Sometimes when I get ideas for posts and I’m not quite ready to commit to writing the post I’ll just come up with a title and save it as a draft. It’s good for those times when I really feel like I should post about something but can’t come up with an original idea. Most people would probably just not post until they had something worthwhile to write, but that’s not me. I will post even when I don’t have anything worthwhile. That’s what makes me “special.”
That said, this post has been sitting in my drafts section for quite a while. It’s not that I don’t have anything to say about Johnny Cash’s release “At Folsom Prison,” it’s more that I haven’t been able to put my thoughts to words.
After seeing “Walk the Line” I, like many others, ran out to learn more about Mr. Cash and his music. Now, being raised to believe that Country Music was from the Devil and that Rock was the only true way to salvation, I found it particularly difficult to allow myself to fall into the sinful world of Johnny Cash’s music. But, you’d be proud of me, I managed to with hold my judgment until after I listened to a few of his songs, and boy was I surprised at what I heard. Mr. Cash’s “Country” was like a “Country” I had never heard before. He was loud, and raw, and real; things I had never encountered before in my limited experience with the “Devil’s Music.” I began to find myself being drawn in, so I did the only logical thing I could do. I went out immediately and purchased his release “At Folsom Prison.” What I heard in that concert album was something special, something that is rarely caught in the recording of a live album. Johnny Cash was a great performer. Not only was he able to put together a show that was thematically geared toward his audience, but he was able to perform for them in a manner in which it seemed like he was just hanging out there with them. From a listeners standpoint it felt as though he was just one of the guys. Needless to say, I was amazed by what I heard. I think most of all, it was the rough realness that lured me in, but it’s the emotion and devotion to putting on a good show that will call me back for more.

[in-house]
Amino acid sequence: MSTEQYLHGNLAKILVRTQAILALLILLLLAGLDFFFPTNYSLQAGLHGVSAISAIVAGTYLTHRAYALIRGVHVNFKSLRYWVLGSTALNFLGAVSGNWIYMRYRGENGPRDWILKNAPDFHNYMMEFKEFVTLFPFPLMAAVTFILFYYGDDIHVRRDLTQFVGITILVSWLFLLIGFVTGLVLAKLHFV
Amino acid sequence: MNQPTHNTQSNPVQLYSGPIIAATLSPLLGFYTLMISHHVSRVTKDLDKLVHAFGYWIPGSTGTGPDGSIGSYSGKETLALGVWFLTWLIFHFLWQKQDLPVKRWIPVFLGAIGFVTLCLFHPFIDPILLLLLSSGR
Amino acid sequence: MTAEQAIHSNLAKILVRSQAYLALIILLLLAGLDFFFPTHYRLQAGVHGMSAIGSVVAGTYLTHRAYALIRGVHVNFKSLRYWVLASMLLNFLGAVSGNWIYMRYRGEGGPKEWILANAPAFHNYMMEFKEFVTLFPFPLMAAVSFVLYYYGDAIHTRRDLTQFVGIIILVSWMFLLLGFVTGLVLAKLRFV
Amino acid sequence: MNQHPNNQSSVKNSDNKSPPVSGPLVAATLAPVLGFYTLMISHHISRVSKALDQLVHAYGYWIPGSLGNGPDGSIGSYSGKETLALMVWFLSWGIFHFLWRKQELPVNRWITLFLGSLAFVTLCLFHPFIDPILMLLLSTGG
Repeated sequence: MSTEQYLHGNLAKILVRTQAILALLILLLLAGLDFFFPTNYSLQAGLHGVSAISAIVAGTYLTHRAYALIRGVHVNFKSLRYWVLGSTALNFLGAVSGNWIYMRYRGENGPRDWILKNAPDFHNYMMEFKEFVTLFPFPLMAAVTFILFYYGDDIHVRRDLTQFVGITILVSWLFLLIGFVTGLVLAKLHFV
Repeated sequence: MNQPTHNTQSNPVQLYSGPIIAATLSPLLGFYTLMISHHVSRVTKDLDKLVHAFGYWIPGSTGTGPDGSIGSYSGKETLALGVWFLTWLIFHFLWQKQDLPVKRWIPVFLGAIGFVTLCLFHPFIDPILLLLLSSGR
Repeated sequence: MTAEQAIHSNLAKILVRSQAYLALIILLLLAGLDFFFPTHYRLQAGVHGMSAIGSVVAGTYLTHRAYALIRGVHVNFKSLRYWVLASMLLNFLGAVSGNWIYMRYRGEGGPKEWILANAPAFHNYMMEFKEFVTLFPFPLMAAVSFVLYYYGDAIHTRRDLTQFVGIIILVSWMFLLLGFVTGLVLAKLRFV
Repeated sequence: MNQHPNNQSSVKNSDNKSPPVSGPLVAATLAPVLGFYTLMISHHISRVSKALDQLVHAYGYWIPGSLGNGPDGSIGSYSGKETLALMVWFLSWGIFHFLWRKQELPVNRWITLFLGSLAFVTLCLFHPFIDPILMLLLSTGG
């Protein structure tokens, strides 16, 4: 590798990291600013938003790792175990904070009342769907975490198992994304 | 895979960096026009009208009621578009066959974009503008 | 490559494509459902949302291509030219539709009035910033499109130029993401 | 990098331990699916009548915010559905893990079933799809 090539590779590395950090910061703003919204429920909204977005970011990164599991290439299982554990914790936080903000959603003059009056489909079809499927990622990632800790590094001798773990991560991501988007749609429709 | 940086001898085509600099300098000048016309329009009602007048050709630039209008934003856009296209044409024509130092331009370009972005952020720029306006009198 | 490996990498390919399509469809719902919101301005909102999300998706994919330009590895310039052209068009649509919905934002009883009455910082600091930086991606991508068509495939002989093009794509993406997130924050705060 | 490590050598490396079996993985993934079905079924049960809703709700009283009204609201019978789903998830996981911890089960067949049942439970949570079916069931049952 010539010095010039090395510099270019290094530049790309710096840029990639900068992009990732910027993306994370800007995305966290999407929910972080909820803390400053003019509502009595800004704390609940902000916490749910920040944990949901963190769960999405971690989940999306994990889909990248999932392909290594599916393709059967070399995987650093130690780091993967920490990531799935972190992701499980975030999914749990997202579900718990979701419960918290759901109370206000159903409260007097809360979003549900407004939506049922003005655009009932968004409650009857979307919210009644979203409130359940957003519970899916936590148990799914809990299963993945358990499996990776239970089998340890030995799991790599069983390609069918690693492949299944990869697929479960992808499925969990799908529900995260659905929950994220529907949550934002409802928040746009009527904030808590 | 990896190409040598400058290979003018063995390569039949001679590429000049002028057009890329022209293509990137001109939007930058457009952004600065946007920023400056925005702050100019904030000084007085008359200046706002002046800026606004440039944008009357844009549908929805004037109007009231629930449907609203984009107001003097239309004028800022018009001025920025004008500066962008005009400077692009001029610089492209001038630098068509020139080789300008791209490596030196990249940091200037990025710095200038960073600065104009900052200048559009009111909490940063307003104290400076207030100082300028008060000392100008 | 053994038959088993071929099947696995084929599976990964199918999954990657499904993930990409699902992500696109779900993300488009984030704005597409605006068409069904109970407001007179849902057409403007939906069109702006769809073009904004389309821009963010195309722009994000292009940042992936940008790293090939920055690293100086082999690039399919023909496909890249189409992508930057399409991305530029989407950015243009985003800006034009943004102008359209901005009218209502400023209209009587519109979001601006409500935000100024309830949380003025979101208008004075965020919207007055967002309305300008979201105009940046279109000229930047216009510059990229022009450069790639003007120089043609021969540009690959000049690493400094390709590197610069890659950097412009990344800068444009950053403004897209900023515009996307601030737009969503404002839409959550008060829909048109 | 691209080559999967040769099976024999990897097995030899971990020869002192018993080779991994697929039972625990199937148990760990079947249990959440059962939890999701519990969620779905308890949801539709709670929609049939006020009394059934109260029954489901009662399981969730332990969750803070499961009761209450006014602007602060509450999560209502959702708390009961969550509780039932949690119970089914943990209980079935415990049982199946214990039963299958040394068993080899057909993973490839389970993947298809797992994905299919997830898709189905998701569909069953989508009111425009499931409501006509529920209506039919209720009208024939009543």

If you haven’t ever really given country a chance, I urge you to check out Johnny Cash’s “At Folsom Prison.” You won’t be disappointed. Johnny rocks!